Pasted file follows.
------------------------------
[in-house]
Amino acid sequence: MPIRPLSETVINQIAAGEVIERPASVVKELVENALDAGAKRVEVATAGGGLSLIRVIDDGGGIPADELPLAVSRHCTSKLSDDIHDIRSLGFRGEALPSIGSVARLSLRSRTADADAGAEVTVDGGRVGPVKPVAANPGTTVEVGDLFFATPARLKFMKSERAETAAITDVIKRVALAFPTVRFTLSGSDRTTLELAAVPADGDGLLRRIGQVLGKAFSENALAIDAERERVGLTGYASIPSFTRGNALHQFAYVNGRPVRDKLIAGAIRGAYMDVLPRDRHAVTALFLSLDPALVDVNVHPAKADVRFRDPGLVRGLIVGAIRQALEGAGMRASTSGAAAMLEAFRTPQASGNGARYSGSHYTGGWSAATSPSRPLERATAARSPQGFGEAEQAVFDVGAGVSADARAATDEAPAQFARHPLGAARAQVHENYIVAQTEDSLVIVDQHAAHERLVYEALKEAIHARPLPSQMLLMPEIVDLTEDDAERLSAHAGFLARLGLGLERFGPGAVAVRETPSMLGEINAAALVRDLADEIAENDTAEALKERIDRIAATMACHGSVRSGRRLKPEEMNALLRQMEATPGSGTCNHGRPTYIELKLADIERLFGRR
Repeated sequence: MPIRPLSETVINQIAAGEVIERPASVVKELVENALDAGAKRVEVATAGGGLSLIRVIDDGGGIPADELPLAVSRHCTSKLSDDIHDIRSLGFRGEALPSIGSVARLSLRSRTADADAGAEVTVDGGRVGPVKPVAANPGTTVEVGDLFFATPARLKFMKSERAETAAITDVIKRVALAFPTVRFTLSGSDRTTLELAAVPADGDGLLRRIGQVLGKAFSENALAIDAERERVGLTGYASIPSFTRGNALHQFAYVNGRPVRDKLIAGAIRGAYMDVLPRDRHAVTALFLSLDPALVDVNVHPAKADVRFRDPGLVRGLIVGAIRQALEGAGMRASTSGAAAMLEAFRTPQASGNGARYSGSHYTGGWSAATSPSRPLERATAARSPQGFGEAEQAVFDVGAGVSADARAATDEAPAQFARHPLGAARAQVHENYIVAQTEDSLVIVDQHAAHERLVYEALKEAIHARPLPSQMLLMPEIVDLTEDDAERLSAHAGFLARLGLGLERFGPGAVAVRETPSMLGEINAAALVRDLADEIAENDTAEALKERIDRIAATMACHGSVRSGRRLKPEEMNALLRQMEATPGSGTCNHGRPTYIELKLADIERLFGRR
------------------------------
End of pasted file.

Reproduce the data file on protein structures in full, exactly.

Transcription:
[in-house]
Amino acid sequence: MPIRPLSETVINQIAAGEVIERPASVVKELVENALDAGAKRVEVATAGGGLSLIRVIDDGGGIPADELPLAVSRHCTSKLSDDIHDIRSLGFRGEALPSIGSVARLSLRSRTADADAGAEVTVDGGRVGPVKPVAANPGTTVEVGDLFFATPARLKFMKSERAETAAITDVIKRVALAFPTVRFTLSGSDRTTLELAAVPADGDGLLRRIGQVLGKAFSENALAIDAERERVGLTGYASIPSFTRGNALHQFAYVNGRPVRDKLIAGAIRGAYMDVLPRDRHAVTALFLSLDPALVDVNVHPAKADVRFRDPGLVRGLIVGAIRQALEGAGMRASTSGAAAMLEAFRTPQASGNGARYSGSHYTGGWSAATSPSRPLERATAARSPQGFGEAEQAVFDVGAGVSADARAATDEAPAQFARHPLGAARAQVHENYIVAQTEDSLVIVDQHAAHERLVYEALKEAIHARPLPSQMLLMPEIVDLTEDDAERLSAHAGFLARLGLGLERFGPGAVAVRETPSMLGEINAAALVRDLADEIAENDTAEALKERIDRIAATMACHGSVRSGRRLKPEEMNALLRQMEATPGSGTCNHGRPTYIELKLADIERLFGRR
Repeated sequence: MPIRPLSETVINQIAAGEVIERPASVVKELVENALDAGAKRVEVATAGGGLSLIRVIDDGGGIPADELPLAVSRHCTSKLSDDIHDIRSLGFRGEALPSIGSVARLSLRSRTADADAGAEVTVDGGRVGPVKPVAANPGTTVEVGDLFFATPARLKFMKSERAETAAITDVIKRVALAFPTVRFTLSGSDRTTLELAAVPADGDGLLRRIGQVLGKAFSENALAIDAERERVGLTGYASIPSFTRGNALHQFAYVNGRPVRDKLIAGAIRGAYMDVLPRDRHAVTALFLSLDPALVDVNVHPAKADVRFRDPGLVRGLIVGAIRQALEGAGMRASTSGAAAMLEAFRTPQASGNGARYSGSHYTGGWSAATSPSRPLERATAARSPQGFGEAEQAVFDVGAGVSADARAATDEAPAQFARHPLGAARAQVHENYIVAQTEDSLVIVDQHAAHERLVYEALKEAIHARPLPSQMLLMPEIVDLTEDDAERLSAHAGFLARLGLGLERFGPGAVAVRETPSMLGEINAAALVRDLADEIAENDTAEALKERIDRIAATMACHGSVRSGRRLKPEEMNALLRQMEATPGSGTCNHGRPTYIELKLADIERLFGRR